resources where the company presently has or can rapidly develop a
meaningful competitive advantage in the narrowest possible product
market scope consistent with the firm’s resources and market
requirements.
• Strategic business unit: A product/product group unit which operates
as a separate profit centre that has its own set of market and competitors
and its own business strategies.

8.15 Terminal Questions
1. Define stability strategy. Does ‘stability’ mean ‘being static’? Explain with
reference to the objectives of stability strategy.
2. What is the BCG model? Explain ‘stars’, ‘cash cows’, ‘question marks’,
‘and ‘dogs’ in the context of this model.
3. What are the four generic strategies? What is the best-cost provider
strategy? Explain.
4. What is the general strategy for the industry leader? Explain, with
examples, the four defensive strategies.
5. What is concentration strategy? Is concentration strategy a stability
strategy? Explain with details.
6. Define corporate parenting. Illustrate both the value-adding role and the
value-destroying role of corporate parent.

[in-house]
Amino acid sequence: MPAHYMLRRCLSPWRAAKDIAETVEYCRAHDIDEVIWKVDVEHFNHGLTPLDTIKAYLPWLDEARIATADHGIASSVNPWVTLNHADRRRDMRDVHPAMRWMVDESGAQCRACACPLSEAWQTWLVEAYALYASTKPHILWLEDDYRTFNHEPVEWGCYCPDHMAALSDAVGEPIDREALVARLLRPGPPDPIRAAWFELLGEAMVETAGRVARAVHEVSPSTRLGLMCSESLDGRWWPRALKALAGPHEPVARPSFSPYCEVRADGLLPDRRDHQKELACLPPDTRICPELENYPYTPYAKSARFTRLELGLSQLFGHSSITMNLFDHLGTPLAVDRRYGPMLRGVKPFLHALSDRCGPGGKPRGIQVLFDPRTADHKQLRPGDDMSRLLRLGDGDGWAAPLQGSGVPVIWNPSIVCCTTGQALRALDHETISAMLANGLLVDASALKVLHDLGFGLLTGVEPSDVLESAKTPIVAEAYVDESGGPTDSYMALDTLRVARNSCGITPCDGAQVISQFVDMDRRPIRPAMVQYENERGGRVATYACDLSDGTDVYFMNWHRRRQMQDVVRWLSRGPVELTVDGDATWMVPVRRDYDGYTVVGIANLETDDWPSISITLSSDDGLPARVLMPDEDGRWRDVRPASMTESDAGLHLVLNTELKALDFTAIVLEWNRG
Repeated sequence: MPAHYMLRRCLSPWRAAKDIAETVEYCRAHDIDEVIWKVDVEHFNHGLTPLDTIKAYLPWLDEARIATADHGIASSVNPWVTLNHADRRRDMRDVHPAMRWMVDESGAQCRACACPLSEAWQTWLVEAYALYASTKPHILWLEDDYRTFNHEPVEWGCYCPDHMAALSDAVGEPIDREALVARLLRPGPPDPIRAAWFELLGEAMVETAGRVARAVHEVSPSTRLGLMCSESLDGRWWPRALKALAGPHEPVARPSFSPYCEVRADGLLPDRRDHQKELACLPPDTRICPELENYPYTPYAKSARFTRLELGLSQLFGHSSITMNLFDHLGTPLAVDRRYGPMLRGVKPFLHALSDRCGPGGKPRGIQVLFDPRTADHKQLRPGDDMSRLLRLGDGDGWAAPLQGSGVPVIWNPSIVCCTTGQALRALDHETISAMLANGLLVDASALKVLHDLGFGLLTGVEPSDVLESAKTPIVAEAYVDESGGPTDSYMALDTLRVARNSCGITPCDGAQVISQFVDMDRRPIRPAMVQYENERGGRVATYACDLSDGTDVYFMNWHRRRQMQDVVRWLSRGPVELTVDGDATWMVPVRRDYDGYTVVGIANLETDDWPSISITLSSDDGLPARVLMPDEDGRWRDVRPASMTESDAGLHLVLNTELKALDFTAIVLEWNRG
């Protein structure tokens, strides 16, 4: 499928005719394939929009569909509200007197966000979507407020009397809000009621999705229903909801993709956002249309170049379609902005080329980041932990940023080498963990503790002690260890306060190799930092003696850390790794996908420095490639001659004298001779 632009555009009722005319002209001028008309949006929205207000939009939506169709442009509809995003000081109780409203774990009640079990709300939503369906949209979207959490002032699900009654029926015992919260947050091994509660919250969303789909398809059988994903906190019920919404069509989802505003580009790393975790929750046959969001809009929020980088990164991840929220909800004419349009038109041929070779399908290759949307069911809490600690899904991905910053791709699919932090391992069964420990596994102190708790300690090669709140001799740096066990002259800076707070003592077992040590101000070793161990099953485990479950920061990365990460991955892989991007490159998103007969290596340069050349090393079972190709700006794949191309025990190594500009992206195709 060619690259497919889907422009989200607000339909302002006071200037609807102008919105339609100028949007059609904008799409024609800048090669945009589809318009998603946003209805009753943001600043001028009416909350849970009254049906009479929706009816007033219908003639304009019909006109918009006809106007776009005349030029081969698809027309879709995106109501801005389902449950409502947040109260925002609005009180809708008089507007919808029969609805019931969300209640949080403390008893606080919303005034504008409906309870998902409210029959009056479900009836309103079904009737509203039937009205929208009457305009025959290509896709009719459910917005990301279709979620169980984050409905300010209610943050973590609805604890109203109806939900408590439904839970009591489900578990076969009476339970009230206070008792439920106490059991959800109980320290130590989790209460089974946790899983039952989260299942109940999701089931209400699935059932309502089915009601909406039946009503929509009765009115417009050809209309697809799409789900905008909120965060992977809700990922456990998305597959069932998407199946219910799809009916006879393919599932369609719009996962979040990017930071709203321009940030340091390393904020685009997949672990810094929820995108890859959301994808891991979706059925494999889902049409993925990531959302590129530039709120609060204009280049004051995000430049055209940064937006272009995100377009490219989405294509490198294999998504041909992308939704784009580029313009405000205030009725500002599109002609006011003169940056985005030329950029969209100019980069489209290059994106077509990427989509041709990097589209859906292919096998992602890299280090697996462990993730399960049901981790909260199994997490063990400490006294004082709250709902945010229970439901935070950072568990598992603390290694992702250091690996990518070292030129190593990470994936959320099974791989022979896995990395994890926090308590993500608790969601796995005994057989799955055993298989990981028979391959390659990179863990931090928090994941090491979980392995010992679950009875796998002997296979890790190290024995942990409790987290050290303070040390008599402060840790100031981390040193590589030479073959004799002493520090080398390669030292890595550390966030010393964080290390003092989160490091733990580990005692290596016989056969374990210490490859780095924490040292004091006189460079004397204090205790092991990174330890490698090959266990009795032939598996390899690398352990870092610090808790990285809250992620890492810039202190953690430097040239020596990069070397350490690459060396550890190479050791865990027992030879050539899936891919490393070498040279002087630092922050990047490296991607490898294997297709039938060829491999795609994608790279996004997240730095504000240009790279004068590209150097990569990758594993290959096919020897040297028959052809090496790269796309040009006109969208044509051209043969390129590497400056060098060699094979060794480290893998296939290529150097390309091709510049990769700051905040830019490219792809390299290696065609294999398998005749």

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7. Discuss six situations when it is good/best to pursue stability strategy.
Give some Indian examples.

8.16 Answers
Answers to Self-Assessment Questions
1. Stability
2. Developing, maintaining
3. False
4. True
5. Boston Consulting Group
6. portfolio matrix
7. 1970s
8. Cash cows, dogs
9. Focused differentiation
10. niche marketing
11. True
12. True
13. (d)
14. (a)
15. position defence
16. pre-emptive defence strategies
17. pre-emptive
18. Analogies
19. Concentration
20. Small and medium
21. Corporate parenting
22. Heartland businesses
23. Ballast
24. Alien territory
25. maximization
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26. Hostile, volatile
27. Overcapacity
28. privatization or divestment

Answers to Terminal Questions
1. Stability strategy implies that an organization will continue in the same or
similar business as it currently pursues with the same or similar objectives
and resource base. Refer to Section 8.3 for further details.
2. The Boston Consulting Group (BCG) model is a growth-market share
matrix, depicting a company’s competitiveness in terms of market growth
rate, and, its relative market share. Refer to Section 8.4 for further details.